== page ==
Skip to Main Content
U.S. Forest Service
Caring for the land and serving people

United States Department of Agriculture

Home > Search > Publication Information

  1. Share via EmailShare on FacebookShare on LinkedInShare on Twitter
    Dislike this pubLike this pub


    The thought of genetically engineered (GE) trees might conjure images of mutant trees with unnatural and invasive tendencies, but there is much more to the story. GE trees are a new reality that, like it or not, will probably be part of the future of forestry. The basic inclination of most Forest Guild stewards is to reject GE trees as violating our principle to imitate nature, but are there cases where GE trees should be used? The American chestnut (Castanea dentate) may be the most compelling case thus far for the use of genetic engineering.

    Publication Notes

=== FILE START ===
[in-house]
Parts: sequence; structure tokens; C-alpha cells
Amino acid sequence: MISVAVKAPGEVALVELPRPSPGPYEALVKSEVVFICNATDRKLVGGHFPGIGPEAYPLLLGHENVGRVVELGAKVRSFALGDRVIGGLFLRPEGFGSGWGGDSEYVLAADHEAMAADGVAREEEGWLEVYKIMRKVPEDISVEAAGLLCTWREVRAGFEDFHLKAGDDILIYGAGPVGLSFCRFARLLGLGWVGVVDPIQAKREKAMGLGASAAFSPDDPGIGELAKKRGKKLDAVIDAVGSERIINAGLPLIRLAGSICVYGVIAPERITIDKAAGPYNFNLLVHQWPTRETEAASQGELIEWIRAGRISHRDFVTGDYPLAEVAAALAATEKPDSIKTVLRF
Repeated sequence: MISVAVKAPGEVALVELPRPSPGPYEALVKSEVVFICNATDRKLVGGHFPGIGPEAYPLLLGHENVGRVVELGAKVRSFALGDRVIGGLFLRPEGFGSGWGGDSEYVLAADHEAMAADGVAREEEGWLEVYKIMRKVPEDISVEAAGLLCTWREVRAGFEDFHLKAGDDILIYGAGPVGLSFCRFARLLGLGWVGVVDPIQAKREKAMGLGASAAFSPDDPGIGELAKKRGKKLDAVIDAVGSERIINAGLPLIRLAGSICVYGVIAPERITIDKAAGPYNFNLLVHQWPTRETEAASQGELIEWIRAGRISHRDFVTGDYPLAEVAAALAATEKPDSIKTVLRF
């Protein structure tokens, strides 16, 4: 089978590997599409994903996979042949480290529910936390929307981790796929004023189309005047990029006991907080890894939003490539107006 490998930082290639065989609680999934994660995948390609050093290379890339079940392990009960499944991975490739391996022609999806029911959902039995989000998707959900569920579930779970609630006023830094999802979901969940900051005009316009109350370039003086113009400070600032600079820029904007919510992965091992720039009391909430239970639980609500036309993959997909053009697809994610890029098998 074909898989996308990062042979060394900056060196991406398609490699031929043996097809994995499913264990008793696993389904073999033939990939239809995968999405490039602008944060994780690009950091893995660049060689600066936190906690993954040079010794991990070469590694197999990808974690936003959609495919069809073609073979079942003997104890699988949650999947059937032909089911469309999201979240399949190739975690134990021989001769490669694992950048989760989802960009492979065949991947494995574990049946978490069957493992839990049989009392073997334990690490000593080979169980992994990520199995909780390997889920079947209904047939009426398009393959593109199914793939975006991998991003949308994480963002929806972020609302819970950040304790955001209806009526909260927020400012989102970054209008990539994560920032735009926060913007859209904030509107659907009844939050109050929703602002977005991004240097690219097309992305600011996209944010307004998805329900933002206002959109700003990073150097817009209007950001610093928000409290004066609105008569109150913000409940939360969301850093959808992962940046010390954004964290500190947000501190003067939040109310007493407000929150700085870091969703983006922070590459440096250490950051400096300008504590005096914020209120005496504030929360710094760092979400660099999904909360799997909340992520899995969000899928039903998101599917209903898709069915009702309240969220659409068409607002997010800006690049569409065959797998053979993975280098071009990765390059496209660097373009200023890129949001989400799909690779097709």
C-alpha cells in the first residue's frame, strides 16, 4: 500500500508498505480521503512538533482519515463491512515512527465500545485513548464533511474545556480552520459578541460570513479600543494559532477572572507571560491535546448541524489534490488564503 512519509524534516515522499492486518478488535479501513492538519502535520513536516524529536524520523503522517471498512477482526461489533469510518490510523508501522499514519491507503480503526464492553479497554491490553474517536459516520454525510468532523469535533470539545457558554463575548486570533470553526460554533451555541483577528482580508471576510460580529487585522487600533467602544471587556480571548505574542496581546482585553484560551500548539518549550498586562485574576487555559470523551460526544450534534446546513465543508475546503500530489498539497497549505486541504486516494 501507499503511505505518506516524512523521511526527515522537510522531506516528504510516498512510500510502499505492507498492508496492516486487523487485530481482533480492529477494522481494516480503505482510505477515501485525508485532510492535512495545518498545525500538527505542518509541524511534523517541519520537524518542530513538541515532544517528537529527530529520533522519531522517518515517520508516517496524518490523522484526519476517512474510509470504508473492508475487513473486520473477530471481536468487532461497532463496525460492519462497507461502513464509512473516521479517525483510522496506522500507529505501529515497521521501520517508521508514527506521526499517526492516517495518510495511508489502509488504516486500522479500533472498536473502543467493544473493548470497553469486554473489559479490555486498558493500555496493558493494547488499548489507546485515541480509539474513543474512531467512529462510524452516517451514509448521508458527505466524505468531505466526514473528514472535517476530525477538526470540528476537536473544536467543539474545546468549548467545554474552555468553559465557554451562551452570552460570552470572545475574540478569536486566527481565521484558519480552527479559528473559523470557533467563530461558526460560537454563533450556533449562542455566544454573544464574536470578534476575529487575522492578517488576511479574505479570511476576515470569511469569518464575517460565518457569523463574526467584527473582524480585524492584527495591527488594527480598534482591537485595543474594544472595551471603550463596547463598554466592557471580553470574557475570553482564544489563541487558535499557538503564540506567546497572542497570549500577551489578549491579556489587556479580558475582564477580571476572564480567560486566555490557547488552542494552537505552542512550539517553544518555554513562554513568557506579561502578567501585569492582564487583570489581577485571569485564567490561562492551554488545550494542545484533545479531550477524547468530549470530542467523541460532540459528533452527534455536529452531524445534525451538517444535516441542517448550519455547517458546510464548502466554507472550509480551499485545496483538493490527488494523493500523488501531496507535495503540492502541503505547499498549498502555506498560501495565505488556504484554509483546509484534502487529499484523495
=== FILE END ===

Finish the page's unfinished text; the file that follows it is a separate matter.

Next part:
• Check the Northern Research Station web site to request a printed copy of this publication.
    • Our on-line publications are scanned and captured using Adobe Acrobat.
    • During the capture process some typographical errors may occur.
    • Please contact Sharon Hobrla, if you notice any errors which make this publication unusable.
    • We recommend that you also print this page and attach it to the printout of the article, to retain the full citation information.
    • This article was written and prepared by U.S. Government employees on official time, and is therefore in the public domain.


    Pinchot, Leila. 2014. American chestnut: A test case for genetic engineering? Forest Wisdom. Spring-summer: 8-9, 15.

    Related Search

    XML: View XML
Show More
Show Fewer
Jump to Top of Page